From a GM perspective, I love how i can run the game whatever way i feel like, and from a player perspective i love how i can be almost anything i can think of! biggrin.gif
btw, i've only played SR4, and i really like the system
QUOTE (Draco18s @ Mar 18 2009, 03:07 PM) *
Gasp! Another Blue Planet player!

I'm surprised you missed me suggesting using Blue Planet's inititive system in the alternate inititive thread a month or so back.

I actually think the V1 inititive system is one of the best designed of any game since it requires stating your action then waiting a set number of passes (determined by how fast you are) before the action happen with interupts allowed for "Free Actions". Just added that little discription for the non-Blue Planet people.

*Edit: Add Fading Suns, Mechwarrior RPG (three different versions of!), and MERPS*
Because it is awesome. That is why I play SR.

The mix of magic and tech is right up my alley and the dark (or darkish - depends on the GM) future is always great.
QUOTE (InfinityzeN @ Mar 19 2009, 08:15 AM) *
I'm surprised you missed me suggesting using Blue Planet's inititive system in the alternate inititive thread a month or so back.

Given that the one, two games, one more modified than the other (second game had magic) were both done online though YIM Voice Chat I never saw the dice, the GM did all of that, so I had no idea how initiative worked (most of the rest though, I understood the dice, and heard the results ("a 3, a 4, and a 9, you make it")).

The second game was one where the GM and I got into a fight. One character and I were on a rooftop waiting for the GM to reply to our chosen actions only to find that he wasn't reading the main chat and was single-posting with the three other people. My action happened to be based of waiting for another player who had gone idle and the GM decided to not let me decide to do something else or to GM-PC her character until she came back. He also decided not to say anything about it for four hours.

Apparently it was my responsibility to poke him in IM and ask for the results of my actions myself, rather than assuming he was going to pick up on it in the main window.

Basically imagine a TTRPG where everyone is passing notes to the GM under the table (that is, if notes are passed none of the other players even know the notes are being passed, only that note passing is occurring) and that if you say something out loud and declare to the whole group what you're doing (because it's not a secret) you get a table full of silence because the GM is too busy writing personalized replies to take notice of your actions.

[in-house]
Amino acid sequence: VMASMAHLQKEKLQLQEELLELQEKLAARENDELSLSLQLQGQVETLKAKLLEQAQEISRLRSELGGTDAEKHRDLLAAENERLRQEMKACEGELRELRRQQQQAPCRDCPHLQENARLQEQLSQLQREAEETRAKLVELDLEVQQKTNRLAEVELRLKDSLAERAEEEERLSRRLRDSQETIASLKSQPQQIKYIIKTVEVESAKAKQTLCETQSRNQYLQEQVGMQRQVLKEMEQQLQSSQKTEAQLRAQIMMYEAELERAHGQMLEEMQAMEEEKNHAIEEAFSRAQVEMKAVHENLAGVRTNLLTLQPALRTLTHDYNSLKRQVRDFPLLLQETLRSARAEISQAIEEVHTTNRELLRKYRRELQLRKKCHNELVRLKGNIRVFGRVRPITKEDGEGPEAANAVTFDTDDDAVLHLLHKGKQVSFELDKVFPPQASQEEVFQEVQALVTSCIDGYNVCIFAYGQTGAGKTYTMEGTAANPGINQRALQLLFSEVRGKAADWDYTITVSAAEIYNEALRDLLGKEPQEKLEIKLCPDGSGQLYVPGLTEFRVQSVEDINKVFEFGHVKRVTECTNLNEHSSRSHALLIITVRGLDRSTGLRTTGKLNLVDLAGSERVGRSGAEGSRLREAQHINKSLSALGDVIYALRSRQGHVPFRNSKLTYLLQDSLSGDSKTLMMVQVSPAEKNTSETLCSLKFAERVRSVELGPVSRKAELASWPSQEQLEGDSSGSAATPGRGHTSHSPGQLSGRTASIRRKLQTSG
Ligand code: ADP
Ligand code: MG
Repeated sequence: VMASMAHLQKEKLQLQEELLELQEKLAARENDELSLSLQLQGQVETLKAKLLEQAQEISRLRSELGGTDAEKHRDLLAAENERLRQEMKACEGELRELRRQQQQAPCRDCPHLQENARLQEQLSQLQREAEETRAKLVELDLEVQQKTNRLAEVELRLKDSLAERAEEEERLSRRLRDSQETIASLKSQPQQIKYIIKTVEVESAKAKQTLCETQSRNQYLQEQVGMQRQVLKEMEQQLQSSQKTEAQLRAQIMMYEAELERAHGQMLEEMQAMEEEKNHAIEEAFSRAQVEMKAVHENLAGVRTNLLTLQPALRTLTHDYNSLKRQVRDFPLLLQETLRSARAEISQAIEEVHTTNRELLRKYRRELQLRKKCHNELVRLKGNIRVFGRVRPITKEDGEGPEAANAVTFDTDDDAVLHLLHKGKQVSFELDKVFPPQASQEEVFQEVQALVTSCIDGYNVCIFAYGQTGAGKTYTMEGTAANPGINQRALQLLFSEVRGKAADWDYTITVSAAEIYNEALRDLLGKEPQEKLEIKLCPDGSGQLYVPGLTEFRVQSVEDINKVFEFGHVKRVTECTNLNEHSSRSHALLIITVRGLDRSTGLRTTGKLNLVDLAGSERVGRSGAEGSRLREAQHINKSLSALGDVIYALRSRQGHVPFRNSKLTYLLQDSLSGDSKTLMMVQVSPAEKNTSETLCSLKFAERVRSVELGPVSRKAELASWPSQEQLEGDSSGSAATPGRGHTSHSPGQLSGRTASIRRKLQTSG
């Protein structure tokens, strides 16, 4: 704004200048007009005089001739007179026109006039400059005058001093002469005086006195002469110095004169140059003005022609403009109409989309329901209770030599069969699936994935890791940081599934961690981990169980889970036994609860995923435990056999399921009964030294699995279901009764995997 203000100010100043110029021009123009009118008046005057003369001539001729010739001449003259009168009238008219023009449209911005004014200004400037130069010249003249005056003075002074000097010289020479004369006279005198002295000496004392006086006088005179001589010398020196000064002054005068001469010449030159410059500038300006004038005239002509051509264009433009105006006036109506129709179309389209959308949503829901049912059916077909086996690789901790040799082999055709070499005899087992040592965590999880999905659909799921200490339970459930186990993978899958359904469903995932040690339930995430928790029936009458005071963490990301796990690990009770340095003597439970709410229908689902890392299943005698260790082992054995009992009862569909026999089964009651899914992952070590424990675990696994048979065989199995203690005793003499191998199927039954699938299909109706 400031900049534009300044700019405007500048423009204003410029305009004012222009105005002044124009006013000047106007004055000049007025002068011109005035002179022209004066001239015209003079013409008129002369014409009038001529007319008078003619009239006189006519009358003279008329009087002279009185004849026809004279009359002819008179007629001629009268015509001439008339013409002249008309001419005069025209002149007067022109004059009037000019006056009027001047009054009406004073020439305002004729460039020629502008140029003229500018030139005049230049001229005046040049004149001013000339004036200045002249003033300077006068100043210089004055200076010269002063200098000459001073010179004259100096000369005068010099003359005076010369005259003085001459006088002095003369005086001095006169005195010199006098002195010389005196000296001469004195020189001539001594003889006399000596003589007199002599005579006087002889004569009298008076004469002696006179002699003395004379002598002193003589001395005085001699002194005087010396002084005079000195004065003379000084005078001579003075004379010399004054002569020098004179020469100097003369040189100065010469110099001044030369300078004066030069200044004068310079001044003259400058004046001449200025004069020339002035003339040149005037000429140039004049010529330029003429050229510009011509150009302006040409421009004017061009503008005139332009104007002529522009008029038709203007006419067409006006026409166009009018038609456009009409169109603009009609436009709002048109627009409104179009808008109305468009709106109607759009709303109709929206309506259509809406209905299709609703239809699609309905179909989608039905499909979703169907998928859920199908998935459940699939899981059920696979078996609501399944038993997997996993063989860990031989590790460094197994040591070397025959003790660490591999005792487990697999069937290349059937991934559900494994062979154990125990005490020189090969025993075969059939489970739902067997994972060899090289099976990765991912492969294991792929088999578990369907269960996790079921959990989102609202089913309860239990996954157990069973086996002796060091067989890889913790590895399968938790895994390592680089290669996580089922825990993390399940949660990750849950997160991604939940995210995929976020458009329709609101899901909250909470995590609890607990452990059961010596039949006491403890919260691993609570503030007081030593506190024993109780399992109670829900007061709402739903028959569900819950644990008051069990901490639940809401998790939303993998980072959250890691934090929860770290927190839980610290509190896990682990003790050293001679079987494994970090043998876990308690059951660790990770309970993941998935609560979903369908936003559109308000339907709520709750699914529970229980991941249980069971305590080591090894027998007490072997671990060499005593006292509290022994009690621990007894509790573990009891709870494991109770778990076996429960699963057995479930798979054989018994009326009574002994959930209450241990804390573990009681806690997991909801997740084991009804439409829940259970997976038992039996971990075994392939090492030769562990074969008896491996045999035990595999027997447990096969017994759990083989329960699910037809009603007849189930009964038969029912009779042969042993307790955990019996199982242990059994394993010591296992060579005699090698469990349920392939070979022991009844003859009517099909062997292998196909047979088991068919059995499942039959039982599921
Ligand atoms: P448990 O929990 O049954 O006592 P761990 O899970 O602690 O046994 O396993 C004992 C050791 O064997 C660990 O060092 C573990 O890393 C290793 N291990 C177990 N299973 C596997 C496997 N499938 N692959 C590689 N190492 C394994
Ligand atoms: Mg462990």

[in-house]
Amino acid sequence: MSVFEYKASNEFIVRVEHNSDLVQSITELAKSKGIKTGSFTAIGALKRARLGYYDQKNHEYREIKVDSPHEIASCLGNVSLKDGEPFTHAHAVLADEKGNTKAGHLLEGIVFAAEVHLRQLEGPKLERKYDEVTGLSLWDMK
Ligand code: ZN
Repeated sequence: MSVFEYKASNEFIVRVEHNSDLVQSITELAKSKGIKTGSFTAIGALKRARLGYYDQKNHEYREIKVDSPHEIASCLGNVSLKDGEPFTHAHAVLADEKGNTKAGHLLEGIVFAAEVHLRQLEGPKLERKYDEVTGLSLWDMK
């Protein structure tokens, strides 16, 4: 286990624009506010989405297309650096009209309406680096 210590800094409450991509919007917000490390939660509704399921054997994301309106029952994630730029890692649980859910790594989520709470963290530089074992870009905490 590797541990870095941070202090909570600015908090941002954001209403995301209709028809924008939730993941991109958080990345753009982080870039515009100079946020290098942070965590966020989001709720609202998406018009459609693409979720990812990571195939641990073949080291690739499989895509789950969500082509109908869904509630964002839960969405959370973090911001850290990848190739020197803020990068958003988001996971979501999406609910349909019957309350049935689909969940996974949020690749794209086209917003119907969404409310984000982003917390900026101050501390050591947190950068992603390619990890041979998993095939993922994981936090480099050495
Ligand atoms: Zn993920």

(In the first game (by game I mean plot line/setting, not sessions) I fell asleep one time (because it was like 2am) and was asleep for a good three hours, I woke back up just in time to have missed everything that didn't relate to my character because it was all spent in a 1on1 man-a-mano fight: the GM's Favorite Player* vs. an invisible Giant Squid)

*Second game rarely got off the ground because we couldn't start until TGMFP showed up: once every 2 weeks at 10pm, everyone's heading to bed by midnight.
Phylos Fett
I've been pretty much gaming since 1985 when a friend introduced me to AD&D. I was pretty much a D&D guy from then on, even though I did pick up Marvel Super Heroes (another TSR product) from a local game shop in 1987 because I liked the comics. In 1992 I bought the SR2 BBB from a local retailer even though I was a poor student at the time. I read the thing with amazement - this was so much better than D&D!!! It wasn't until a couple of years later that I managed to get a group together and I gamed on and off for years (all the while collecting a variety of other weird and wonderful RPGs that take up a couple of bookshelves). I've been in a bit of a gaming dry spot of late, but who knows what is around the corner...
QUOTE (TeOdio @ Mar 18 2009, 02:26 PM) *
Don't get a chance to play much, but I take up a Con here and there, I think Freejack ran for me at last year's Ghengis Con.

I ran the Shadowrun game on Friday if that helps smile.gif Hope I did a good job biggrin.gif I'm contemplating running something at GenCon since I still have time to submit and I'll likely be running two games at the upcoming Genghis Con if you want to drop in again.

in 1990 IIRC I saw the 1e Street Samurai catalog at a book store. I had played D&D a couple times but not really into gaming but this odd looking guy on the cover and all the fictional guns inside fascinated me so I bought it. It sat on my shelf I never really knew what it was for... Fast forward to high school and I got invited to go play Traveller. We played that game for 6 months or so till our ship blew up in a blaze of glory. The GM said lets play Shadowrun, funny thing was I recognized one of the books, my street samurai catalog.